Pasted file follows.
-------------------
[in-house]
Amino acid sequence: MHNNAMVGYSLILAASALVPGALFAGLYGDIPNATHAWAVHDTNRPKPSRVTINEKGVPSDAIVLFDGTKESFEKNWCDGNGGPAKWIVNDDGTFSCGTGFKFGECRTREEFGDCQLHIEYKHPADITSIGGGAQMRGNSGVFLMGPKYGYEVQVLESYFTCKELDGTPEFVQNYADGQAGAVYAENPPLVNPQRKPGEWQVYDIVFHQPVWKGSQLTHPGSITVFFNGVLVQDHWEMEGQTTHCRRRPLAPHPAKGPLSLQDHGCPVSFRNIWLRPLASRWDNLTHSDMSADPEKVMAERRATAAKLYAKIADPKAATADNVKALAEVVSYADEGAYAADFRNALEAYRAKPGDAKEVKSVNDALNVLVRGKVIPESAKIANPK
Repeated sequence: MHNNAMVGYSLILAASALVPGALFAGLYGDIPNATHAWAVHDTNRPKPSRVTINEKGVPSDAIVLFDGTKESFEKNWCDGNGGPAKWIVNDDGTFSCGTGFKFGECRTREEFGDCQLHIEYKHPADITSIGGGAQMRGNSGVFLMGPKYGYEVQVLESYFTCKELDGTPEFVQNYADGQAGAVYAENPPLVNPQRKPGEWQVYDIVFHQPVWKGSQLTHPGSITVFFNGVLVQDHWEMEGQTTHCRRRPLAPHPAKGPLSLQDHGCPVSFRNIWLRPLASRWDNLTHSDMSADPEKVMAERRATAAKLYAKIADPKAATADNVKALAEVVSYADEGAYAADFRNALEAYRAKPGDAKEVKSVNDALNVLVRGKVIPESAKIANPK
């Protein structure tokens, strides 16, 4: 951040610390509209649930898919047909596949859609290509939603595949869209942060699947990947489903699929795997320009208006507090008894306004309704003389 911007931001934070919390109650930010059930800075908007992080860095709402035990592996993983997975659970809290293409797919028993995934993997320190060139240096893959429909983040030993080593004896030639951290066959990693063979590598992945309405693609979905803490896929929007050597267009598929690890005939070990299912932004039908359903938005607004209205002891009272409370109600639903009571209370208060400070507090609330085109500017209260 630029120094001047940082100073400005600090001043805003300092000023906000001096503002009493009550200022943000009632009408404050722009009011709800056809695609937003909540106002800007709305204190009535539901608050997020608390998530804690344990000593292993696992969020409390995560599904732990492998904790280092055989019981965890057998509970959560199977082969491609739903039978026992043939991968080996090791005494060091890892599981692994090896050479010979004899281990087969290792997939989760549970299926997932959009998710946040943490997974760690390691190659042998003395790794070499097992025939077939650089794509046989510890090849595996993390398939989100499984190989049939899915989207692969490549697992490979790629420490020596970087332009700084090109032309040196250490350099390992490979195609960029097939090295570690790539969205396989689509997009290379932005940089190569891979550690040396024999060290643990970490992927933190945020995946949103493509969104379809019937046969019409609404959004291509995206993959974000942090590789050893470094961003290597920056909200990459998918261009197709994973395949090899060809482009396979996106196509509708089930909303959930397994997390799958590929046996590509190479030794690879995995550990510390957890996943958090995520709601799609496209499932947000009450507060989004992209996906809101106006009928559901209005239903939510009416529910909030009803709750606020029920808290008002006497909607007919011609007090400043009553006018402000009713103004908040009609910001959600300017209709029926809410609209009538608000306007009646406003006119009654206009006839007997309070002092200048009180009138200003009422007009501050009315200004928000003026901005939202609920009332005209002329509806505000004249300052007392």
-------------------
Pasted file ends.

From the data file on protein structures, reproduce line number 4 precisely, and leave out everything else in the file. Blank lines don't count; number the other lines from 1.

């Protein structure tokens, strides 16, 4: 951040610390509209649930898919047909596949859609290509939603595949869209942060699947990947489903699929795997320009208006507090008894306004309704003389 911007931001934070919390109650930010059930800075908007992080860095709402035990592996993983997975659970809290293409797919028993995934993997320190060139240096893959429909983040030993080593004896030639951290066959990693063979590598992945309405693609979905803490896929929007050597267009598929690890005939070990299912932004039908359903938005607004209205002891009272409370109600639903009571209370208060400070507090609330085109500017209260 630029120094001047940082100073400005600090001043805003300092000023906000001096503002009493009550200022943000009632009408404050722009009011709800056809695609937003909540106002800007709305204190009535539901608050997020608390998530804690344990000593292993696992969020409390995560599904732990492998904790280092055989019981965890057998509970959560199977082969491609739903039978026992043939991968080996090791005494060091890892599981692994090896050479010979004899281990087969290792997939989760549970299926997932959009998710946040943490997974760690390691190659042998003395790794070499097992025939077939650089794509046989510890090849595996993390398939989100499984190989049939899915989207692969490549697992490979790629420490020596970087332009700084090109032309040196250490350099390992490979195609960029097939090295570690790539969205396989689509997009290379932005940089190569891979550690040396024999060290643990970490992927933190945020995946949103493509969104379809019937046969019409609404959004291509995206993959974000942090590789050893470094961003290597920056909200990459998918261009197709994973395949090899060809482009396979996106196509509708089930909303959930397994997390799958590929046996590509190479030794690879995995550990510390957890996943958090995520709601799609496209499932947000009450507060989004992209996906809101106006009928559901209005239903939510009416529910909030009803709750606020029920808290008002006497909607007919011609007090400043009553006018402000009713103004908040009609910001959600300017209709029926809410609209009538608000306007009646406003006119009654206009006839007997309070002092200048009180009138200003009422007009501050009315200004928000003026901005939202609920009332005209002329509806505000004249300052007392």